Antoine Delaforterie holds a morel mushroom that he found in Rochester Hills, Mich.
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These hunters slip into the forests and woods of Ohio and Michigan each spring, unarmed. They move about as discreetly as possible, and with a sense of purpose — heads down, eyes scanning back and forth as if they are looking for a lost coin or a piece of trace evidence.
But the subject of their concentrated search is an odd-looking life form, one of the estimated millions of species of fungi. These are the mushroom hunters, and morels are their target.
Morels are a spongy-looking mushroom whose heads are a honeycombed configuration of ridges and valleys, and whose stems are hollow. They are a highly-prized delicacy, and highly-sought after by gourmet cooks around the world.
The woodlands of the Midwest provide an excellent habitat for mushrooms, and thus are a great place for the hunters to canvass. The Maumee State Forest, which occupies some 3,000 acres in a patchwork of locations in Fulton, Henry, and Lucas counties, will play host to upward of a couple thousand mushroomers each spring.
“About 95 percent of the mushroom hunters we see are looking for morels,” said Don Schmenk, who manages the Maumee State Forest for the Ohio Department of Natural Resources.
Since a number of wild mushrooms are poisonous or deadly, the hunters dare not make a mistake in identifying their quarry.
“With morels, they have that particular look and characteristics that are distinct enough that most experienced mushroom hunters are confident in what they are seeing is safe,” Schmenk said. “When in doubt, you don’t want to eat it, that is for sure.”
Mushroom hunters have a saying that emphasizes the importance of properly identifying a wild mushroom before considering it for the table. “There are old mushroom hunters, and bold mushroom hunters, but there are no old, bold mushroom hunters,” the saying relates.
The color of morels varies, from yellow to gray to tints of black, but each has that distinct hollow stem. A false morel has a similar type head to the edible morel, but its stem is bulkier and not hollow. False morels contain a toxin that can cause serious illness or death. With some of the most dangerous wild mushrooms, the name essentially says it all. The Destroying Angel mushroom is an all-white variety that is common in Ohio, and potentially deadly if consumed.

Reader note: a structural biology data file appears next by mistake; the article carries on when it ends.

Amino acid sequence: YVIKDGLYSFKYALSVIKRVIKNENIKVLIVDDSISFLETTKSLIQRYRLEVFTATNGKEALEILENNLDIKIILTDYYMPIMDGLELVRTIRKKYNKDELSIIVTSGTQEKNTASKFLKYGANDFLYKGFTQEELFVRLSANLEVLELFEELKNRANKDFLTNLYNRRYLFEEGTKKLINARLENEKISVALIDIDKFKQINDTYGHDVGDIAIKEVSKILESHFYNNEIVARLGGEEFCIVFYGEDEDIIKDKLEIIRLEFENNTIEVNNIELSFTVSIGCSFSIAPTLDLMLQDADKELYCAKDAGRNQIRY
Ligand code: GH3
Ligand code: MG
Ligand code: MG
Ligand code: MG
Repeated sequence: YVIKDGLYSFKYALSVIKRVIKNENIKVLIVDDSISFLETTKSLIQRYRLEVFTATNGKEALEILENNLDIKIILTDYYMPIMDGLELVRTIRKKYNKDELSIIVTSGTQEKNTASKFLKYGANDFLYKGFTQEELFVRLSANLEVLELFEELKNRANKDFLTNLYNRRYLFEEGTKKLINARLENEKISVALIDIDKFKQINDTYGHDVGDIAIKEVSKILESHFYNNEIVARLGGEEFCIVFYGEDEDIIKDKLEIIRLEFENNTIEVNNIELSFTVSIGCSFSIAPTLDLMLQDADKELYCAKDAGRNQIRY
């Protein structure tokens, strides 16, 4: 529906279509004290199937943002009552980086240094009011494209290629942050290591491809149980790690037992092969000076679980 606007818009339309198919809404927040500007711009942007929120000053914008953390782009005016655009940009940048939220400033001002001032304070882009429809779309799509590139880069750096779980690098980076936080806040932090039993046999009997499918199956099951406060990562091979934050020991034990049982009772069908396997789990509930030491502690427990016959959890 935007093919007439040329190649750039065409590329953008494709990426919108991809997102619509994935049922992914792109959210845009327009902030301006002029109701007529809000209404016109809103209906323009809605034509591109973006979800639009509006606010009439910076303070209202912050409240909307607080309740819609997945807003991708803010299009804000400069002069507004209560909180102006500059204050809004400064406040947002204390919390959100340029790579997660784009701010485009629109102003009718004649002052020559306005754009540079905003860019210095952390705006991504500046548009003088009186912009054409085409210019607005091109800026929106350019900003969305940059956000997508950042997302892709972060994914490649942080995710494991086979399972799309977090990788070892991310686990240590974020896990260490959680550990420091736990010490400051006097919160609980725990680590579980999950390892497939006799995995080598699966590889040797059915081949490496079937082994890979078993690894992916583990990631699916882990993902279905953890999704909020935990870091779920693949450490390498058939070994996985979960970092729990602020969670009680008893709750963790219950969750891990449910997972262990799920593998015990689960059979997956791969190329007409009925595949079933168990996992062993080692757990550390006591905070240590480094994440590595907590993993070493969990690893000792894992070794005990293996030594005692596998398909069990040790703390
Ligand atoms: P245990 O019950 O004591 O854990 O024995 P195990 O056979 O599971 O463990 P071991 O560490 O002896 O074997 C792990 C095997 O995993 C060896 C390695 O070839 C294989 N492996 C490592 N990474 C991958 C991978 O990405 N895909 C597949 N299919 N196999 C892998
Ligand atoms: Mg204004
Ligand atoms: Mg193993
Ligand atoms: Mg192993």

The best companion for a beginner is an experienced mushroom hunter, while the best preparation for a fungi hunt is one of the mushroom hunter’s field guides with pictures of the many varieties found in the woods. While the object of their affection is undoubtedly the morel, it is good to know what all is out there.
The arrival of the prized morels each spring is much anticipated, but tough to pinpoint. Most experienced mushroom hunters believe that the first batch of morels will emerge after a few warm days followed by a moderate to heavy rain, but there are as many theories on the exact timing of the morels’ appearance as there are wild mushroom varieties.
“It’s weather-dependent, but they mysteriously come up,” Schmenk said. “The long-time mushroom hunters used to talk about Mother’s Day being the possible peak time for morels, but with the arrival of spring varying so much in recent years, it’s tough to say if that is really accurate. We could be toward the end of the morels, but if we get another shot of rain, we could have more coming out.”
Morels and other wild mushrooms will typically be found growing under or around the debris on the forest floor — leaves, dead wood, and other rich organic matter.
“You tend to find them in moister soils,” Schmenk said. “Out here in the Oak Openings area, the darker, sandier, moister soils tend to be better for mushroom hunting.”
Certain areas seem to be productive for morels year after year, so the mushroom hunters will protect their secret hunting grounds the same way anglers keep tight-lipped about their favorite fishing hole. Some veteran morel hunters will swear that abandoned orchards and sections of the woods with ash or elm trees are the most productive, but Schmenk cautions against limiting the search to such specifics.
“I would never rule out any spot in the woods, because people have been known to find them all over the place,” he said. “Although old trees that have died within the last two or three years are always good candidates to have mushrooms around, don’t rule out any area. I’ve found them in places you would never think they would be.”
Because morels spread by tiny spores, the wind can carry them to unexpected locations. “If that spore lands in an area with decaying organic matter, you could have morels appear there, if the right conditions are present.”
Part of the challenge of hunting for morels in the woods or the forest comes from the fact they usually blend in so well with the surroundings. The spongy heads will pop up in brushy cover, or among piles of leaves, meaning there are very little contrasting colors to make the morels stand out. After nearly tripping over one, a closer, more precise search of the area will often reveal a number of morels in close proximity.
Morels are such a popular delicacy, Michigan’s Boyne City has hosted a morel festival each May for more than half a century. The recipes offered at the festival cover the gamut from traditional to exotic, but the morel is always the star of the show.
Contact Blade outdoors editor Matt Markey at: firstname.lastname@example.org or 419-724-6068.
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